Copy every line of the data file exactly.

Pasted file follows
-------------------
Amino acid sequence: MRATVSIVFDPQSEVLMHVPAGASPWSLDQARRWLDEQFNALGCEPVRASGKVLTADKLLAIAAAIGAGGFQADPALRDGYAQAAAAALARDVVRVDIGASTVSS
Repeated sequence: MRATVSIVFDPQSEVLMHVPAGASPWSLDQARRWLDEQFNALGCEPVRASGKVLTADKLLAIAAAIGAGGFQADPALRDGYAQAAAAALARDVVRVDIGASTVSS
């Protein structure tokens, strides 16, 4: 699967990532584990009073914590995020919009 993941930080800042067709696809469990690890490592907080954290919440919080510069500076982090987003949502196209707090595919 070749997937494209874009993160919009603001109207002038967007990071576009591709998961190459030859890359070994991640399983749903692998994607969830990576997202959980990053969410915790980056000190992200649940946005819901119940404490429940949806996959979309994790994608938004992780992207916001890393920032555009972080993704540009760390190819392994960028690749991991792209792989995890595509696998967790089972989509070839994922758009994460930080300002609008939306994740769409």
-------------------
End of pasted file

Amino acid sequence: MRATVSIVFDPQSEVLMHVPAGASPWSLDQARRWLDEQFNALGCEPVRASGKVLTADKLLAIAAAIGAGGFQADPALRDGYAQAAAAALARDVVRVDIGASTVSS
Repeated sequence: MRATVSIVFDPQSEVLMHVPAGASPWSLDQARRWLDEQFNALGCEPVRASGKVLTADKLLAIAAAIGAGGFQADPALRDGYAQAAAAALARDVVRVDIGASTVSS
């Protein structure tokens, strides 16, 4: 699967990532584990009073914590995020919009 993941930080800042067709696809469990690890490592907080954290919440919080510069500076982090987003949502196209707090595919 070749997937494209874009993160919009603001109207002038967007990071576009591709998961190459030859890359070994991640399983749903692998994607969830990576997202959980990053969410915790980056000190992200649940946005819901119940404490429940949806996959979309994790994608938004992780992207916001890393920032555009972080993704540009760390190819392994960028690749991991792209792989995890595509696998967790089972989509070839994922758009994460930080300002609008939306994740769409």